SUGGESTION FOR FURTHER READING:

What are the most common nail disorders?
Fingernail disorders & medical hand analysis!

Visibility of the nailfold blood vessels plexus has been known for a long time as a biological marker in schizophrenia.

Schizophrenia became known for a high occurence of minor physical anomalies (MPA’s). Interestingly, one of the typical MPA’s in schizoprenia concerns visibility of the blood vessels in the proximal nailfold – a.k.a. ‘nailfold plexus visibility’ (NPV – which requires the use of a microscope for proper assessment). It concerns a minor developmental abnormality that has been studied as a hand marker for schizophrenia, but which lies outside the scope of the traditional MPA construct. Because nail fold plexus is commonly seen in the hands of young children, but not in adults. The statistics show that a high level of nailfold plexus visibility is relatively rare in the general population (occurring in 3-7% of healthy adults) while the rate of high NPV ranges from 20-70% in populations with schizophrenia (Curtis et al., 1999).

Interestingly, over the years studies have suggested this hand characteristic is specificly related to the so-called ‘negative symptoms’ in schizophrenia (which are associated with deficits of normal emotional responses or of other thought processes). And EEG studies have revealed that this nail fold blood vessel condition may mark a process associated with abnormal brain development leading to schizophrenia – including: an inverse relationship between plexus visibility and lateral ventricle size in the brain. The PVS is reliably determined and stable over time. Interrater reliabilities for PVS reportedly range from .83 to .99 (Buchanan and Jones 1969; Maricq 1966).

Taken together, researchers have concluded that findings on MPAs indicate that these minor anomalies appear to be part of some schizophrenia syndromes, representing a stable systemic or physical set of manifestations of the underlying neurodevelopmental processes that lead to the illness. This might explain why in the DSM-V the term ‘schizophrenia’ may be get replaced by the name ‘psychosis risk syndrome‘.

BLOOD SUPPLY IN THE SKIN:

The skin has a profuse blood supply, which is important in temperature regulation. The subcutaneous arteries form a network in the subcutaneous tissue, and from this is derived a subpapillary plexus in the dermis. Capillary loops in the dermal papillae arise from the subpapillary plexus, and from these loops the avascular epidermis is bathed in tissue fluid. A subpapillary plexus of venules gives the skin its pink color: the vessels become dilated when the skin is heated, and thereby make it look red.


NAILFOLD PLEXUS VISIBILITY & PSYCHOPATHOLOGY:

Just like is seen in the perspective of minor physical anomalies, nailfold plexia visibility is much more common in schizophrenia than in any other form of psychopathology. Studies have revealed that nailfold plexia visibility in schizophrenia is (much) more common than in other psychotic- & mood disorders – but these other disorders also show higher occurence than seen in the general population.

Studies have also shown that that patients with schizophrenia with a highly visible plexus have greater oculomotor dysfunction, negative symptoms, symptom severity, chronic course, and neuropsychological dysfunction. Furthermore, nailfold plexus visibility appears to be at least moderately heritable.


NAILFOLD PLEXUS & OTHER DISORDERS:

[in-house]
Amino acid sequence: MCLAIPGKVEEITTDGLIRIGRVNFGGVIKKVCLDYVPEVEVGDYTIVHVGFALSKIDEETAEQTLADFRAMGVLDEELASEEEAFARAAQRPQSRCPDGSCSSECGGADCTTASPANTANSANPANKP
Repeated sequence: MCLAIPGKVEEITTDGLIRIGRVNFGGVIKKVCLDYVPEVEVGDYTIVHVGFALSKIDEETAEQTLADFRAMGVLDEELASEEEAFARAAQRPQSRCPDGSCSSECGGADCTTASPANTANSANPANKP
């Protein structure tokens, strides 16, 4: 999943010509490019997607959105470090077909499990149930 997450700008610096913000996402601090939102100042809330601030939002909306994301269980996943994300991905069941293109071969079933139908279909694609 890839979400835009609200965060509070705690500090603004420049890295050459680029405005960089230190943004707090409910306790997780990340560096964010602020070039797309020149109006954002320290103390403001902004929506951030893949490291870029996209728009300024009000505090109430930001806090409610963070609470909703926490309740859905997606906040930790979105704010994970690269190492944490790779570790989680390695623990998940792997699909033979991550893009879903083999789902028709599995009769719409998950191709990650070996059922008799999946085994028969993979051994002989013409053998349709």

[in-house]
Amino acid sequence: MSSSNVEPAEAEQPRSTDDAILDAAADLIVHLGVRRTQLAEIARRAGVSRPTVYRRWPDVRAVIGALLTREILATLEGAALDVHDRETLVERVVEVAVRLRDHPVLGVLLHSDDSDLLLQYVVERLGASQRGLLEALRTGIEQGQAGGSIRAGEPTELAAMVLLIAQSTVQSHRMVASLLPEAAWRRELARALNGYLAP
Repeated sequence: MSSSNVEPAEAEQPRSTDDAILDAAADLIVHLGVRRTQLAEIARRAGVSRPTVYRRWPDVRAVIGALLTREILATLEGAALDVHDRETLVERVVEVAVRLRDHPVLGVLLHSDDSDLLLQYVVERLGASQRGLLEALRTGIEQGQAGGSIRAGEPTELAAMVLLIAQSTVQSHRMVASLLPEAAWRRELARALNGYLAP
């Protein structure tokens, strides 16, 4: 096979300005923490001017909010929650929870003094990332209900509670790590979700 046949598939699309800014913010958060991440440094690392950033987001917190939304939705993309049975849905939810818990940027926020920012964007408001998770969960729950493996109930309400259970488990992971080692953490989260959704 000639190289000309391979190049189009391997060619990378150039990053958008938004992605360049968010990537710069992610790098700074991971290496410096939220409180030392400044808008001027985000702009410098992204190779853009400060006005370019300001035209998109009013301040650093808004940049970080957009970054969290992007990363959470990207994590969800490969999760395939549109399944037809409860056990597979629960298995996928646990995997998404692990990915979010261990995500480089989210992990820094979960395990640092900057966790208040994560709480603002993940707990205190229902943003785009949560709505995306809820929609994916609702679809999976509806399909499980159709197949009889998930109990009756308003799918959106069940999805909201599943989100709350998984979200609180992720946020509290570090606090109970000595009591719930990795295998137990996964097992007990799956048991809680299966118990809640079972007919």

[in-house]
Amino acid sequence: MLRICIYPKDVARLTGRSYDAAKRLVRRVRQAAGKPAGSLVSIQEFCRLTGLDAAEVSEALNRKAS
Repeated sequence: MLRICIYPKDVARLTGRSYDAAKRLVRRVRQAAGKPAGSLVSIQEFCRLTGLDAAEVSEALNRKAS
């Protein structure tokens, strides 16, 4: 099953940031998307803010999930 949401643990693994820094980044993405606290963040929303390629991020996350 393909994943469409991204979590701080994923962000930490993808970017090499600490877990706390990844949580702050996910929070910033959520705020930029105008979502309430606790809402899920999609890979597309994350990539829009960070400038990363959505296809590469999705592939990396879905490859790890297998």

Other studies have revealed that nail fold plexus visibility has also been linked with hand markers in rheumatoid arthritis & hand markers in psoriasis. The pronounced subpapillary plexus visibility, greater number of vessels and their elongation are indicative of rheumatoid arthritis, while shorter, fewer capillaries and especially characteristic psoriatic capillaries, when present, suggest psoriatic arthritis.

Changes of nailfold capillary patterns have been described in certain patients with systemic sclerosis, dermatomyositis, mixed connective tissue disease, and Raynaud’s syndrome.

NOTICE: The nail tutor demonstrates how other nail fold characteristics can be associated with specific medical problems. More details about how to recognize various stages/variants of proximal nailfold blood vessels visibility in a palm reading, are presented in the picture below.


A phantom picture for the hand in schizophrenia is available here:

http://www.multiperspectivepalmreading.com/hands-schizophrenia-palm-reading.htm

Nailfold plexus examples.

Nailfold plexus changes are characterized by loss of (drop-out) nailfold capillary loops that surround the remaining, enlarged dilated capillaries. Upper left, A normal nailfold capillary pattern shows the uniform morphology and homogeneous disitribution of the small capillary loops just below the cuticle. Upper right, Capillaroscopy in a patient with systemic sclerosis illustrates dilatation of isolated capillary loops, with loss of surrounding loop structures. Lower right, The abnormal pattern is from a patient with childhood dermatomyositis. Dilated capillary loops are present, as well as areas of arborized clusters of capillary loops. Lower left, Distortion of the normal capillary loop architecture is seen in a patient with adult dermatomyositis. Note the loss of normal homogeneous distribution of the capillaries and the alterations in the morphology of the vessels, including the dilated and enlarged “giant” capillary loops.

Healthy fingernails.

Your fingernails  are like the ‘rings of a tree’: they provide a window to changes in your body during the past six months. And fingernail changes likewise provide clues about changes in your health: because it takes about 6 months to grow out a full nail out of a finger (a fingernail grows about 0.1 mm per day).